The army of police, the limits on freedom of transport, the deserted center of the city. A year after Gezi, this is the face of the new Turkey, where dissent is stifled with overwhelming force and massive police presence.
Clearly, the Turkish government has learned lessons from the protests which shook the country a year ago. Unfortunately, they are the wrong ones: it has only redoubled its efforts to crush dissent and has learned to employ overwhelming police force to prevent outbreaks of dissent in locales that are accessible to international media.
With the shocking images of last year’s crackdown fading from the world’s memory, attention has slowly shifted elsewhere. Amnesty International, in a lengthy and well-researched report issued today, entitled Turkey: Adding injustice to injury: One year on from the Gezi Park protests in Turkey, ensures that the true nature of Turkey’s post-Gezi crackdown are clear.
“One year on from the Gezi Park protests, the Turkish authorities seem to be firmly set on the path of intolerance, conflict and polarization. Unless checked, this will lead to further violations of human rights in the country,” said Salil Shetty, Amnesty International’s Secretary General.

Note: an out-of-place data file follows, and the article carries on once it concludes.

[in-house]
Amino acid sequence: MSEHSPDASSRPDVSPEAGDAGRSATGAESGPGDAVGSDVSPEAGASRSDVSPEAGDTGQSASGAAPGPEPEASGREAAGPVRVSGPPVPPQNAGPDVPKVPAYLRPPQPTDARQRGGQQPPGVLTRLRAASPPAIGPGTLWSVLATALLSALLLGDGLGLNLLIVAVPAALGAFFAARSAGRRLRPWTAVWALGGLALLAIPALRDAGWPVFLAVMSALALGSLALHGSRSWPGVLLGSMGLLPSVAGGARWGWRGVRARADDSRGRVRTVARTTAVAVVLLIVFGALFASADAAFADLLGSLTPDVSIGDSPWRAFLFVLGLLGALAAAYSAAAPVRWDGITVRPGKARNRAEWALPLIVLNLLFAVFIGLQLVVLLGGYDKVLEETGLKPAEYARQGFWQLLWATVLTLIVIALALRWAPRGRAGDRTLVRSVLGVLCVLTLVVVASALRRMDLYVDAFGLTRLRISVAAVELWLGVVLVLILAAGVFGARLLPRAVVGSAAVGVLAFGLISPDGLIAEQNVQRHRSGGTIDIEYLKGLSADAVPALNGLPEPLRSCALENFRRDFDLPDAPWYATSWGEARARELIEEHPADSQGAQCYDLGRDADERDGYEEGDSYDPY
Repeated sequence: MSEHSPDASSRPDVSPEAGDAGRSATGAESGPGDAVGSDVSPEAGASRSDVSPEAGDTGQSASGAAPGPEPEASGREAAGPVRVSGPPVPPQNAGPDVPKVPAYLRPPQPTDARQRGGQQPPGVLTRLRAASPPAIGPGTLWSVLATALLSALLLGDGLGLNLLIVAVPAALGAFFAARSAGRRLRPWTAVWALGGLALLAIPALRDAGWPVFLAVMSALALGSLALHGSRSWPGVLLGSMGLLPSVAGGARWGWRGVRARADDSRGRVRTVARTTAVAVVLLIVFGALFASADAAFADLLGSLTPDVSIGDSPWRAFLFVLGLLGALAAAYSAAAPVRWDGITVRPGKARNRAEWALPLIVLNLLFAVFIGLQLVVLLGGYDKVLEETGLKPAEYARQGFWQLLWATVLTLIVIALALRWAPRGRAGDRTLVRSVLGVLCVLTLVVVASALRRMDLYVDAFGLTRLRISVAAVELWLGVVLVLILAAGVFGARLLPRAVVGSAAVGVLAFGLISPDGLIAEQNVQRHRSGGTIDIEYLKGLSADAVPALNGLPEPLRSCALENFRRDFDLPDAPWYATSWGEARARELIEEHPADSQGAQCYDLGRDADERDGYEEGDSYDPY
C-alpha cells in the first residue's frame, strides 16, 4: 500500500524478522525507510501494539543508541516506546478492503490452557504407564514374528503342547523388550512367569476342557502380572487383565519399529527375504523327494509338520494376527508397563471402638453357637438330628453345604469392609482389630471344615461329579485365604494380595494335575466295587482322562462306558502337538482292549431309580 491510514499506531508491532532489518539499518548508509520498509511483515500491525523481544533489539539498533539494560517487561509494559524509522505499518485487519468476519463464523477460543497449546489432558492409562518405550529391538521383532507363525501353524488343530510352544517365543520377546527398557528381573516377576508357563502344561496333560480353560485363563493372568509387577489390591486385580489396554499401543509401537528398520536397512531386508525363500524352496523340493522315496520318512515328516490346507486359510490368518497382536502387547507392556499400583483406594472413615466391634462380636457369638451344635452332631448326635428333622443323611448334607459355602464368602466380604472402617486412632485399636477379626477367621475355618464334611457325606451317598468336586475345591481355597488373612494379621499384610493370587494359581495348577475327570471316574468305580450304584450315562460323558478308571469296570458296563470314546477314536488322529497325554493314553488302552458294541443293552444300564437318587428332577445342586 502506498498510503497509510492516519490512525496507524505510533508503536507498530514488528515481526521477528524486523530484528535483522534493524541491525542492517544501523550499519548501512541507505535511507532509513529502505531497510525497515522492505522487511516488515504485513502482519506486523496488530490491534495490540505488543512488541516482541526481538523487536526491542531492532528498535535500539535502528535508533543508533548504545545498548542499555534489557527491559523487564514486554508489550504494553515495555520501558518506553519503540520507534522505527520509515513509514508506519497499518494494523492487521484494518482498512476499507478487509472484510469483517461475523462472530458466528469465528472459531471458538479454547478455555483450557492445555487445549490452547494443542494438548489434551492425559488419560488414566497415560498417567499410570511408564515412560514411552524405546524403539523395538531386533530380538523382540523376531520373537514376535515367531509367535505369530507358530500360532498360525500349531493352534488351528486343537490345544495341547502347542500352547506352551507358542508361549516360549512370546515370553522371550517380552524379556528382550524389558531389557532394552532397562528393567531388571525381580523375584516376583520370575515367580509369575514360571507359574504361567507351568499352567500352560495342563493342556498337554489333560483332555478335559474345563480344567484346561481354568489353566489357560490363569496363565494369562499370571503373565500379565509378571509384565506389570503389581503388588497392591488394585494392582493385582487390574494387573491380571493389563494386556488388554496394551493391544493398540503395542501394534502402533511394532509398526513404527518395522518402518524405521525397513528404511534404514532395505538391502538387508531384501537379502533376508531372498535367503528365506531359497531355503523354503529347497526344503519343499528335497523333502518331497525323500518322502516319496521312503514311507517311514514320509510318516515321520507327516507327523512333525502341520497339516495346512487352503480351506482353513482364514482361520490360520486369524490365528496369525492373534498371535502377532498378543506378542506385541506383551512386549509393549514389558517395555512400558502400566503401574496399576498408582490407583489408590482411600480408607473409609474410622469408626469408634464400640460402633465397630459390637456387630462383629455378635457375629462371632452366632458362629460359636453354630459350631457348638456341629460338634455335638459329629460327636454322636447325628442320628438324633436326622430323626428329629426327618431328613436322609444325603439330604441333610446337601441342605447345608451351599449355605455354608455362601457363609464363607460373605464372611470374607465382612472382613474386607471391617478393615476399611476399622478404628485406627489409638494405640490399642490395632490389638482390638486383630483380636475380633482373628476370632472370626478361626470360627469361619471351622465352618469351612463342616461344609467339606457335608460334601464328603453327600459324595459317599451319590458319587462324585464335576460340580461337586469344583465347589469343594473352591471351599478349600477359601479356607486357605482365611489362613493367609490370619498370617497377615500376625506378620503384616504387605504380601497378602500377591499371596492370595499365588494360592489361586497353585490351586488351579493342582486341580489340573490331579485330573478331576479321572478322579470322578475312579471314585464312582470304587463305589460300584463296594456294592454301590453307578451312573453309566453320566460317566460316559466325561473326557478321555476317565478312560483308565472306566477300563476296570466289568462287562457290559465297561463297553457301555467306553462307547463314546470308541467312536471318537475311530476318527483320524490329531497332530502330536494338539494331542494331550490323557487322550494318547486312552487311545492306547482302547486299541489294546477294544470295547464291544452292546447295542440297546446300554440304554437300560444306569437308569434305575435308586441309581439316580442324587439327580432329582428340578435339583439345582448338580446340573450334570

In the coming days, I will highlight central issues raised by the report. For now, however, these are the key issues:
- The repression of peaceful protest and the use of abusive force by police continues unabated one year after the Gezi Park protests
- Across Turkey, more than 5,500 people have been prosecuted in connection with the Gezi Park protests
- Only five prosecutions have been brought against nine police officers, despite hundreds of complaints of police abuses
- Medical associations, doctors and other civil servants have faced sanction for their alleged support for the protests
- Social media users are on trial for sharing information about the protests
- New laws restrict access to social media and criminalize the provision of emergency medical care during protests
Rather than changing course after Gezi, Turkish authorities redoubled their efforts to stifle dissent and found new means to assert their control. According to Amnesty:
In a crude violation of the right to freedom of expression, criminal investigations have been started against commentators who documented the protests. They were followed by random prosecutions of people posting opinions on social media during the protests. Increased powers to shut down websites have been introduced.
The government has moved forward with thousands of cases against protestors and enacted new laws aimed at restricting civil society and ensuring state control. Meanwhile, gross abuses by police have gone unpunished.
Turkey has continued its crackdown, but has been able to do so largely away from the eye of international media. Amnesty’s report, issued today, demonstrates that these abuses will not be forgotten and highlights just how dire the human rights situation in Turkey has become.
St. Lawrence University